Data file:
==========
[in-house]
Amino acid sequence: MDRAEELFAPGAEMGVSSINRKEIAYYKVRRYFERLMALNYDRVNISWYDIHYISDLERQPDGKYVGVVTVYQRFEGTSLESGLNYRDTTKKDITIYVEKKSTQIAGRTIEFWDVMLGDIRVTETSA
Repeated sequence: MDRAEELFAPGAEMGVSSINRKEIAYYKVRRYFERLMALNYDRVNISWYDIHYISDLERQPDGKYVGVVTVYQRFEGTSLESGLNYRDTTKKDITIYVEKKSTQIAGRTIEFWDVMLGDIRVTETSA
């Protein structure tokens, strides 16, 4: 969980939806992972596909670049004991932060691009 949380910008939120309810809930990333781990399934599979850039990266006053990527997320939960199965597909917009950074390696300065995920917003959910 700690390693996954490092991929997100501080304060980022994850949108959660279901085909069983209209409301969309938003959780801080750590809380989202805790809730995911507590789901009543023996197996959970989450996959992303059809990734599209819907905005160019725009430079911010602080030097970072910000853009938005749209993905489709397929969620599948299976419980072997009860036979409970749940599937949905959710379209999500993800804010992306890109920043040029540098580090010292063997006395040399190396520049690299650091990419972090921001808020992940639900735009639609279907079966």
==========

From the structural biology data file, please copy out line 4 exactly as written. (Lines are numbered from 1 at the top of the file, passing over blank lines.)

């Protein structure tokens, strides 16, 4: 969980939806992972596909670049004991932060691009 949380910008939120309810809930990333781990399934599979850039990266006053990527997320939960199965597909917009950074390696300065995920917003959910 700690390693996954490092991929997100501080304060980022994850949108959660279901085909069983209209409301969309938003959780801080750590809380989202805790809730995911507590789901009543023996197996959970989450996959992303059809990734599209819907905005160019725009430079911010602080030097970072910000853009938005749209993905489709397929969620599948299976419980072997009860036979409970749940599937949905959710379209999500993800804010992306890109920043040029540098580090010292063997006395040399190396520049690299650091990419972090921001808020992940639900735009639609279907079966």